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Hi Folks,

I'd like to use Cadabra2 to do the hard work of tensor gymnastics before passing the results onto Python/sympy to generate C code. Suppose I have this code

ex := A_{a} A_{b};
rl := {A_{x}=Ax,A_{y}=Ay,A_{z}=Az};

This produces a Cadabra expression with two indices. How can I create an object that I can pass to the codegen tools of sympy? I'd be happy with a way to pass individual components of "ex" to sympy (and run a loop over all components). Even better would be a way to construct a sympy matrix that contains all 9 components of "ex".


asked in General questions by (1.5k points)

3 Answers

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Best answer

You can get access to the individual elements of a \components node (which is what your ex contains; print(tree(ex)) shows the internal representation) by doing something like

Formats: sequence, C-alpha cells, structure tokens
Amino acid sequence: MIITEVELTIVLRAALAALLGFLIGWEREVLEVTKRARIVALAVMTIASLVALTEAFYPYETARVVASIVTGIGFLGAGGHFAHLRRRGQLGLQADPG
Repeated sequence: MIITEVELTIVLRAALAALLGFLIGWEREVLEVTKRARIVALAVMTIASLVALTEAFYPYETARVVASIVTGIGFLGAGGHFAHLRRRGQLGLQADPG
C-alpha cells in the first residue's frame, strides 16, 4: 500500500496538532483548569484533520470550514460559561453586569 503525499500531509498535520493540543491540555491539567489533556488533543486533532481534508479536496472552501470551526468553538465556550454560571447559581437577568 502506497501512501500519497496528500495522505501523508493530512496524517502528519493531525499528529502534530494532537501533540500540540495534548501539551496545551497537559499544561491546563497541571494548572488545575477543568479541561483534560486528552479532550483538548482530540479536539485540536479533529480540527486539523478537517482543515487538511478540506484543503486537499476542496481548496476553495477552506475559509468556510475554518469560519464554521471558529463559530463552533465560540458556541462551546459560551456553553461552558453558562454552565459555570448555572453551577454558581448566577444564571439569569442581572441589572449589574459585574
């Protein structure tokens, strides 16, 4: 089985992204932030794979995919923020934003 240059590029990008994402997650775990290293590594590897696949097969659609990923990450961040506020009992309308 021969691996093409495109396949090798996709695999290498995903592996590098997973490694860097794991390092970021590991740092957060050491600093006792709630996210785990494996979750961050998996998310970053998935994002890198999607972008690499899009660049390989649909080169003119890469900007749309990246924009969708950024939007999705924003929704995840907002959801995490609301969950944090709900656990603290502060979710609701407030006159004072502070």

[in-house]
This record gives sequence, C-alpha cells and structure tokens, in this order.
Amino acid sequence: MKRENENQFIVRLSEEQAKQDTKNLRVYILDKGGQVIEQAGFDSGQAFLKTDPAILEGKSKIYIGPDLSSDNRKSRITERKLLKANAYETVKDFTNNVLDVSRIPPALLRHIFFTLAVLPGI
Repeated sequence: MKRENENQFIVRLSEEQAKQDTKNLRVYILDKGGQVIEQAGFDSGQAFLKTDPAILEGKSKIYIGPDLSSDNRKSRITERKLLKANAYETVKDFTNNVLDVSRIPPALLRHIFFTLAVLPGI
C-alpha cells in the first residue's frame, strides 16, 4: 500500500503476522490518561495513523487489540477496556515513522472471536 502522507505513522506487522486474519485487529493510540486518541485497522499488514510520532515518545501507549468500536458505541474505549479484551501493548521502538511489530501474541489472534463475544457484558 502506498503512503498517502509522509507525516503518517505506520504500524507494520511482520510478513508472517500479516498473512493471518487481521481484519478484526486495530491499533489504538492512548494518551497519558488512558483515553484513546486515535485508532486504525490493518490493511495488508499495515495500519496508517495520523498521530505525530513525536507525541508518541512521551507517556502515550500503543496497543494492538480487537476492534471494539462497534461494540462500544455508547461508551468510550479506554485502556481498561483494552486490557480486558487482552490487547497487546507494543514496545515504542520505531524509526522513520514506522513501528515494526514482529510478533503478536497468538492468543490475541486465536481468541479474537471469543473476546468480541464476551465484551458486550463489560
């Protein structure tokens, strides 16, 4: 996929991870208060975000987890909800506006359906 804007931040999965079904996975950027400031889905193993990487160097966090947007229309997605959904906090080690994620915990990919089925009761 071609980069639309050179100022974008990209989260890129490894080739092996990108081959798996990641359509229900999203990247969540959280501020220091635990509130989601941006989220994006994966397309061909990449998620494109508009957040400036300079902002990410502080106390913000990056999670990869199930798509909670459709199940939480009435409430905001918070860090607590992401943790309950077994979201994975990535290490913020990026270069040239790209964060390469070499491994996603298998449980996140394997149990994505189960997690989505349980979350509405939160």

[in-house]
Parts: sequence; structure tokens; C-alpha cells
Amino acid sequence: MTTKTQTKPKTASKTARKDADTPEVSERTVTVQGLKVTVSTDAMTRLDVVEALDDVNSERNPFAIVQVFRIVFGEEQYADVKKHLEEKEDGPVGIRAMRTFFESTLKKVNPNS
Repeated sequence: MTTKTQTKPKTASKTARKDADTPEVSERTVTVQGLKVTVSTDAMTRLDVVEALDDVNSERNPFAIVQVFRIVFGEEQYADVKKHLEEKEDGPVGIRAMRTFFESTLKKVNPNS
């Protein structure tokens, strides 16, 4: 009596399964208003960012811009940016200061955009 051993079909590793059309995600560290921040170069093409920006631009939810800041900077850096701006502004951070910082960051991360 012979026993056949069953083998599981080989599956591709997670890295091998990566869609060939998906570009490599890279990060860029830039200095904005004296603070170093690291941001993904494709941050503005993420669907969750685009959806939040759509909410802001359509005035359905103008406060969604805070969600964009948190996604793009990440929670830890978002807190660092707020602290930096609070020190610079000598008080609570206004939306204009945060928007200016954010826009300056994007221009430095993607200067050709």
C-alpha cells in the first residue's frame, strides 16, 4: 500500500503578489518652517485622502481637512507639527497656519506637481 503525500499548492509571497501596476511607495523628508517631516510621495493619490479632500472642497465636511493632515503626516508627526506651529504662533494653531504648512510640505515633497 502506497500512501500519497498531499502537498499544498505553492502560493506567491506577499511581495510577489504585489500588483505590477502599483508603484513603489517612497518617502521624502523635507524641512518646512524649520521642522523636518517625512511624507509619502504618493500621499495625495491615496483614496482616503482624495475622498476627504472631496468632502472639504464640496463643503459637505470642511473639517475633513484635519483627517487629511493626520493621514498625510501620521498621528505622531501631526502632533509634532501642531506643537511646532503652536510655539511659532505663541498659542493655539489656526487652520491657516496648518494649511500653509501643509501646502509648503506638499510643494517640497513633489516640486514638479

for i in range( len(ex[2]) ):
    lst.append( str(ex[2][i][1]) )

This produces

['Ax**2', 'Ax*Ay', 'Ax*Az', 'Ax*Ay', ...]

in other words, lst is a list of strings, one for each component in your original ex. You can feed that to sympy or do other things with it. If you strip off the str(...) in the example above, your list will contain Cadabra Ex objects instead.

This is obviously still not ideal, but we're working on a better method.

answered by (61.8k points)
selected by

Thanks Kasper, that worked perfectly. I had been fiddling with various combinations of ex and square brackets but gave up as I could only get pieces of the expression. Now I see that the trick is to use .append. Very nice.

0 votes

Dear Leo,

it is not a loop over all components but it works fine if someone has to select a specific evaluated component to make manipulations with Sympy:


rl := {A_{x}=Ax,A_{y}=Ay,A_{z}=Az}:
CompSel:={xx^{x x}=1,xy^{x y}=1,xz^{x z}=1,yx^{y x}=1,yy^{y y}=1,yz^{y z}=1,zx^{z x}=1,zy^{z y}=1,zz^{z z}=1}:

ex := T_{a b}=A_{a} A_{b};

yz_Comp:=T_{a b} yz^{a b}:


I hope it can be useful,


answered by (410 points)

Hi Mattia,
Thanks for that. It's a neat solution. I'll add it to my collection of neat Cadabra/Python tricks.

0 votes

The version on github now makes this substantially easier; with

ex := A_{a} A_{b};

you get

    {x, x} = A_{x}**2
    {x, y} = A_{x}*A_{y}
    {x, z} = A_{x}*A_{z}
    {y, x} = A_{x}*A_{y}
    {y, y} = A_{y}**2
    {y, z} = A_{y}*A_{z}
    {z, x} = A_{x}*A_{z}
    {z, y} = A_{y}*A_{z}
    {z, z} = A_{z}**2
answered by (61.8k points)